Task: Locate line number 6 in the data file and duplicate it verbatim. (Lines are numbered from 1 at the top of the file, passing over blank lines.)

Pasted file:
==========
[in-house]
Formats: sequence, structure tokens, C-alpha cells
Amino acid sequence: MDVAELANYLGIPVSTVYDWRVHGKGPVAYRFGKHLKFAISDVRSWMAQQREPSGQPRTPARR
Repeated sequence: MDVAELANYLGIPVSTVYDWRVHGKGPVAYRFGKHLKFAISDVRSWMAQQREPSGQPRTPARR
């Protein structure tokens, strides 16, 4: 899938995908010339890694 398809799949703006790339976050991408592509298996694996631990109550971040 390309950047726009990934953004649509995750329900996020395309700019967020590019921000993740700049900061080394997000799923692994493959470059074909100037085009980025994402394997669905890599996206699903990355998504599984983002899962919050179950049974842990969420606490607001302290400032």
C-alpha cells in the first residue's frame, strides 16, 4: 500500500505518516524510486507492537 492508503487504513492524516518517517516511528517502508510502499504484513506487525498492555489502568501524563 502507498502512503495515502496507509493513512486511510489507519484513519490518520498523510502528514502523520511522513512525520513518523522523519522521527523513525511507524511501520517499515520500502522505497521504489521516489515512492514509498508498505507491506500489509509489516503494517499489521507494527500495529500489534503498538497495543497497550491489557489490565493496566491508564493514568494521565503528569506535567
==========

C-alpha cells in the first residue's frame, strides 16, 4: 500500500505518516524510486507492537 492508503487504513492524516518517517516511528517502508510502499504484513506487525498492555489502568501524563 502507498502512503495515502496507509493513512486511510489507519484513519490518520498523510502528514502523520511522513512525520513518523522523519522521527523513525511507524511501520517499515520500502522505497521504489521516489515512492514509498508498505507491506500489509509489516503494517499489521507494527500495529500489534503498538497495543497497550491489557489490565493496566491508564493514568494521565503528569506535567